P.O.S.: If it’s dudes around here, they can stand to hear what’s not tight. Like, if it’s within the community of Gayngs, Deathsquads, Doomtree, Rhymesayers—I have no problem telling people what’s not tight, because we’re all trying to see the best music come out from each other. If it’s outside our immediate crews, into the mainstream, that’s where most of my lashing out at horrible music comes. There is so much bad music out there, it’s really easy to talk about all of it and still give your community room to grow. [Laughs.]
AVC: What other themes or sounds tend to grate on you?
P.O.S.: Personally, I don’t love love songs. If they’re not amazing love songs, if they’re touching on everything—I’m not a fan of love songs for love songs’ sake. And they seem to be dominating on most radio stations. Or if a party song is just about partying, I’m overhearing it, and it’s like, “There’s got to be something more clever you can say about partying at this point.” But a lot of people stick to the same script and the same things. I’m over the influence of money on rap music and our culture in general, so it’s boring to me. And people that [affects a whiny, twangy singing voice] “sing like this…” [Laughs.] I’m tired of it.
AVC: And being over material things is obviously addressed on We Don’t Even Live Here’s “Fuck Your Stuff.”
P.O.S.: Absolutely. That’s what that song is about. The quality of your character is going to mean a lot more to me than what you’re trying to show me, or show us.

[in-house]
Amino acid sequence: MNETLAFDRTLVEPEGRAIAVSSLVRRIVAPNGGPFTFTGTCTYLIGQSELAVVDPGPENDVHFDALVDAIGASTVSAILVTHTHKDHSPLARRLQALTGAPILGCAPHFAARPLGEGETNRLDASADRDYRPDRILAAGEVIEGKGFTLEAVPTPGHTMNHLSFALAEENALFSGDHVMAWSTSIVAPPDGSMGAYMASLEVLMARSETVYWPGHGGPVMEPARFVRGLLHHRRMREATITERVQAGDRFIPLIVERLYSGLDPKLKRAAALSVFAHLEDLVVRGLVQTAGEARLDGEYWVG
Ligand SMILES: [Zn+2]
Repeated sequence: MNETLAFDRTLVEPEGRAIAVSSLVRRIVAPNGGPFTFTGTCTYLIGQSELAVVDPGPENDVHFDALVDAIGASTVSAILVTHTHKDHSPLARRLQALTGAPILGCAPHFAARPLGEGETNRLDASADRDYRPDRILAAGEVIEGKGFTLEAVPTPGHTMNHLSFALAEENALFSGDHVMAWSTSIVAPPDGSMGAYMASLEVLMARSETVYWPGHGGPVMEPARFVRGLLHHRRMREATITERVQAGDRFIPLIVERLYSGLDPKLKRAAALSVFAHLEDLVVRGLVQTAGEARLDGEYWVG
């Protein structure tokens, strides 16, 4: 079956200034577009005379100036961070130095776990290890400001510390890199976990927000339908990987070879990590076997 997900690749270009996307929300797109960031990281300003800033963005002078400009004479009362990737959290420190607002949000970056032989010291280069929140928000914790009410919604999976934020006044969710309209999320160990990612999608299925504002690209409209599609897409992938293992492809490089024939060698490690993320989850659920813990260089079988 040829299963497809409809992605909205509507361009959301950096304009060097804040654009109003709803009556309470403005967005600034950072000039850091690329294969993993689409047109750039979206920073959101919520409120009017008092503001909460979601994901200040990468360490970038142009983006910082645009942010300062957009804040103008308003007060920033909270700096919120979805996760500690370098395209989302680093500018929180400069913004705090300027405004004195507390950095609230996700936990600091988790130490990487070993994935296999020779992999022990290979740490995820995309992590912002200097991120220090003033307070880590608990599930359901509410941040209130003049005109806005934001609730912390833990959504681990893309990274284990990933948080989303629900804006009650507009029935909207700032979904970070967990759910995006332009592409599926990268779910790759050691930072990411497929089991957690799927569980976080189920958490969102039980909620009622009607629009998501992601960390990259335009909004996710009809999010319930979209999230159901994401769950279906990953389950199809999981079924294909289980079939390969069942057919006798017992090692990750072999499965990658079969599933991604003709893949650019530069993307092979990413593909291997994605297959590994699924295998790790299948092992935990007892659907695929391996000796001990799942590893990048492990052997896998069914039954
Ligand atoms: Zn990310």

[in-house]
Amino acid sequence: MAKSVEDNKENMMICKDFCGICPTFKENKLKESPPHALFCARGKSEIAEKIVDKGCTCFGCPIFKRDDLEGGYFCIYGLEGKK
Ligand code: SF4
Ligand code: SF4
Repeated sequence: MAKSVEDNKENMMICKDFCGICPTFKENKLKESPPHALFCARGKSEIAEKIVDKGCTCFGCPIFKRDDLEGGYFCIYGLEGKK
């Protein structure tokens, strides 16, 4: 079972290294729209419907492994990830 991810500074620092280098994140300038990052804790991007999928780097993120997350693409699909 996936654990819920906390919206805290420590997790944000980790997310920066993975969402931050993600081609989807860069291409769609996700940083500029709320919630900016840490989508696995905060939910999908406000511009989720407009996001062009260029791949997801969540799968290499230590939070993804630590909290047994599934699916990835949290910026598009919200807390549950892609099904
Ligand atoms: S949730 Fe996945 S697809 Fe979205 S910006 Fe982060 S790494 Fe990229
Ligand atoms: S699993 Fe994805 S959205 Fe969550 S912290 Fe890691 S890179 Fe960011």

AVC: You just want musicians to dig deeper, to move beyond the broadest lyrical themes and subject matter?
P.O.S.: Yeah. I want people to fucking try. I know that it’s easy to make songs—but I want people to try. It doesn’t have to be so easy. It can be a little tiny bit harder, and you can get a little bit more of a connection, hopefully, from your fans, to your fans. Everybody likes a jingle now and then, everybody likes a beat they can get to. But it’s not so hard to say something with a tiny bit of substance. There’s so much to talk about. Why would you limit yourself to the scope of five things that everybody else talks about?
AVC: If you could’ve spoken with Kid Rock before he recorded “Bawitdaba,” what piece of advice would you have given him to change the course of the song?
P.O.S.: Oh, man. I think if I would have known Kid Rock before he recorded that song, I would have already expected that that was the kind of dude that would make some super-corny shit. [Laughs.] I can’t imagine spending tons of time with somebody who is also making music, and not at least talking about the stylistic choices with each other—if I was going to be somebody who was close enough to be in the studio with him. [Laughs.] That said, if I just randomly chanced upon the studio, I would just say, “I don’t know, man.” [Laughs.]
AVC: “Maybe it’s time to start over from scratch?”
P.O.S.: Yeah. I’m a polite Minnesotan, so I might have just let it be.
AVC: Being a Midwesterner himself, I’m sure he would’ve appreciated that.
P.O.S.: Oh yeah. I think he’s from rowdy Michigan, though. [Laughs.]
AVC: Yes. As the lyrics to “Bawitdaba” attest, he hangs out with a “tough” crowd.
P.O.S.: Yeah. [Laughs.] That’s part of it. It’s all part of it.